Colleagues and students of Klaus Halbach from around the world gathered at LBL on February 3 for the Halbach Symposium on Magnet Technology, held in honor of Halbach's 70th birthday. Halbach is known worldwide for his work on accelerator magnets, computer models, and beam-position monitors, and especially his work on permanent magnet insertion devices, which made third-generation rings such as the ALS feasible. He has consulted at most of the storage ring projects around the world, many of which have installed Halbach design undulators and wigglers.
The Symposium, organized by Brian Kincaid and Ross Schlueter of the Advanced Light Source and Roger Carr of Stanford Synchrotron Radiation Laboratory, drew more than 100 participants and featured technical presentations, personal recollections by colleagues and long-time associates, and the publication of two volumes assembled specifically for the meeting. "The Art and Science of Magnet Design" includes technical papers written especially for the symposium, as well as a selection of Klaus' scientific notes.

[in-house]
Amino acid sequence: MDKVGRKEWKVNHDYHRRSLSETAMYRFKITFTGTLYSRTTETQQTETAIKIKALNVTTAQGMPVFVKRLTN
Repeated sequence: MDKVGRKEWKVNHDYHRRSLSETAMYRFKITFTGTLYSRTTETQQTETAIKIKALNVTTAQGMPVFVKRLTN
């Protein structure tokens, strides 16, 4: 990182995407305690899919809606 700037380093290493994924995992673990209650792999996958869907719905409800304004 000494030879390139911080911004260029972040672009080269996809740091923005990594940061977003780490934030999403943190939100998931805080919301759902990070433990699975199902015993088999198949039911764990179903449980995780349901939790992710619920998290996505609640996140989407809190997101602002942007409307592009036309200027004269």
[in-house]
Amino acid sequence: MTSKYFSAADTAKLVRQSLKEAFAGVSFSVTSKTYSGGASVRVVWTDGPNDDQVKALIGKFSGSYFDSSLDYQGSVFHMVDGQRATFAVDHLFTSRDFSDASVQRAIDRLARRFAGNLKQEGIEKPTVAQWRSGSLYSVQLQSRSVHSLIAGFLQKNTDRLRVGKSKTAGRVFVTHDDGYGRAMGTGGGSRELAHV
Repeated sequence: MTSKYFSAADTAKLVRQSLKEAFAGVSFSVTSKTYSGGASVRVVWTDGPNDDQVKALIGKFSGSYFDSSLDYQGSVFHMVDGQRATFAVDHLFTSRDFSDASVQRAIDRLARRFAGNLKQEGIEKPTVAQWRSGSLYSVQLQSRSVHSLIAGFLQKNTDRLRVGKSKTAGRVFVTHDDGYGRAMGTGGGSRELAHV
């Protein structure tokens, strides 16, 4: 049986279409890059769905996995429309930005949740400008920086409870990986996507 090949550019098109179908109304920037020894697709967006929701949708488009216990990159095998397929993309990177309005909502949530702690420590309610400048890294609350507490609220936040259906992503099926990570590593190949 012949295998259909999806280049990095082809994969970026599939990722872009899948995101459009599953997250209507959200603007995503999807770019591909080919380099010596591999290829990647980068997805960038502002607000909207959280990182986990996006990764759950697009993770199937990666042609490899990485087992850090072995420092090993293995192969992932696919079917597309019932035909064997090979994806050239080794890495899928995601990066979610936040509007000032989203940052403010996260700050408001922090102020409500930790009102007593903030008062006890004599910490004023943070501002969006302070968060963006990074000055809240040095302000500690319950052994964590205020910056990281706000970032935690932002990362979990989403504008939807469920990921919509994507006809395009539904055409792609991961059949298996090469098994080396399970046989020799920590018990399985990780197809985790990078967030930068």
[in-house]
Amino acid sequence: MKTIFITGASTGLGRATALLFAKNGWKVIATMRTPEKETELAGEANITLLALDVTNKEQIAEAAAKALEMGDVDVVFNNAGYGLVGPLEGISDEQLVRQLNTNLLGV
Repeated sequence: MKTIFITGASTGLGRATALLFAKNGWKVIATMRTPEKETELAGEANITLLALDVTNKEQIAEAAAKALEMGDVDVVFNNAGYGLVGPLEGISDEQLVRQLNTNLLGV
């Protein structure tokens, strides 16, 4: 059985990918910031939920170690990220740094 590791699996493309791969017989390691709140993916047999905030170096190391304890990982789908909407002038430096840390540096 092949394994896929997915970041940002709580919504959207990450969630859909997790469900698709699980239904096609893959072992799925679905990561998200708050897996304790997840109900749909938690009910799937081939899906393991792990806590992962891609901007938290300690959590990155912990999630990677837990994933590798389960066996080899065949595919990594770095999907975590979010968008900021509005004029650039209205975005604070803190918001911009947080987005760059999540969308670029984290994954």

The technical talks spanned a broad range. Several described applications of Klaus' magnet designs outside of the insertion device arena, including an accelerator for medical radioisotope production and an electromechanical battery developed by Lawrence Livermore National Laboratory. Guest speakers acknowledged Halbach's special ability to teach and advise his students and colleagues with seemingly endless patience, and to inspire others through his joy of physics and mathematics.
Halbach worked in nuclear physics, nuclear magnetic resonance, plasma physics, and magnet physics, and proved, by his late contributions to magnet design, that one's physics career need not be over by age 30. Though he accepted early retirement from LBL in 1991, he continues to work in magnet design and accelerator design internationally, and has taught an entire generation of scientists and engineers the essential art and science of magnet design.